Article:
Delivery identifies when, where, and how a product or service is to arrive at the customer’s desired location. The customer may require strict adherence to a schedule, due to its reliance on related deliveries; a delay in one area may result in delays in deliveries in other contracts. Also, the customer may have assigned its personnel to a specific location in order to receive the delivery and may have reserved space or transport services, and your failure in this area may cost the customer in terms of expenses and time.
Inspection is an often misunderstood contract criterion because it suggests that the contractor has passed a critical milestone that he may have to pass again in a slightly more rigorous fashion at acceptance. Typically, a customer requires inspection at some time prior to shipment to a work site, but it rarely connotes terminal or final acceptance that triggers a final payment.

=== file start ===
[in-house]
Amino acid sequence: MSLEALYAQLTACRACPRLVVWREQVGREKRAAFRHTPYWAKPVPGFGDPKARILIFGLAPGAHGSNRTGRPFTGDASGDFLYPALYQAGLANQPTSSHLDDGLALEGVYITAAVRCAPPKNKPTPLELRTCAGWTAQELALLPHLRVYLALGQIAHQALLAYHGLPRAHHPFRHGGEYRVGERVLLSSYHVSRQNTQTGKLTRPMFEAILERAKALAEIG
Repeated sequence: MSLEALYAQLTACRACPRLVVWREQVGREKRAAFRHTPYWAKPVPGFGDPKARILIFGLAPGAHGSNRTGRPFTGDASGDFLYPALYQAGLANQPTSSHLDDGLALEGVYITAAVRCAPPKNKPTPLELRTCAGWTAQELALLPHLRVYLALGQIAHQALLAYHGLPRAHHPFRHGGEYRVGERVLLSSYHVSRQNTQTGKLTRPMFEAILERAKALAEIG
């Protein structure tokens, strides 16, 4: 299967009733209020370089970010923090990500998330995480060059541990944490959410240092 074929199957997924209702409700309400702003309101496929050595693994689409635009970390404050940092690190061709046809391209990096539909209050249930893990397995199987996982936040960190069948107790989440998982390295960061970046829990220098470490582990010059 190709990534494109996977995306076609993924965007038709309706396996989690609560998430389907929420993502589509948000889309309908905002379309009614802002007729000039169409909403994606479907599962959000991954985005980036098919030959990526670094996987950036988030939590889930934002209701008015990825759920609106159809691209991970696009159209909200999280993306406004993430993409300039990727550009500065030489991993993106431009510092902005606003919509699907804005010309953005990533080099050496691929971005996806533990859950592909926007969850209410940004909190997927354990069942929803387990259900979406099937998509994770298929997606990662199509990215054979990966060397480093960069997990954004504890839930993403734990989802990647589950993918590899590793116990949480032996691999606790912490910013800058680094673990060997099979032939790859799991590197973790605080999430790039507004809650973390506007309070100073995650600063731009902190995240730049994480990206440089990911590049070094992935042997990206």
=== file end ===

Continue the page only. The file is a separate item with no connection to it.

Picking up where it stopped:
Inspection rights for both government and commercial arenas may include the right to inspect a production facility, to sample a semi-finished or finished product, to test the operational look and feel in order to confirm that the contractor has been moving down the right path in completing the project. Whatever type of inspection is desired, it amounts to a sort of “kicking the tires” that does not constitute acceptance of this work performed to date. Especially in commercial contracts, inspection is a negotiable topic that often draws a lot of attention between the contractor and the customer. An eager buyer is excited about the opportunity to test its new acquisition, while a seller may be focusing his attention on maintaining momentum and maintaining the schedule without any midcourse distractions. A bargain is usually struck so that an adequate inspection can be conducted without undue impedance to the overall schedule.
Perhaps the most important definition the contracts professional will establish is the one that addresses when the work will be completed. Here it is important that all parties recognize what standard is to be applied, what testing will be done, and what reports or documents must be submitted to mark this most major milestone.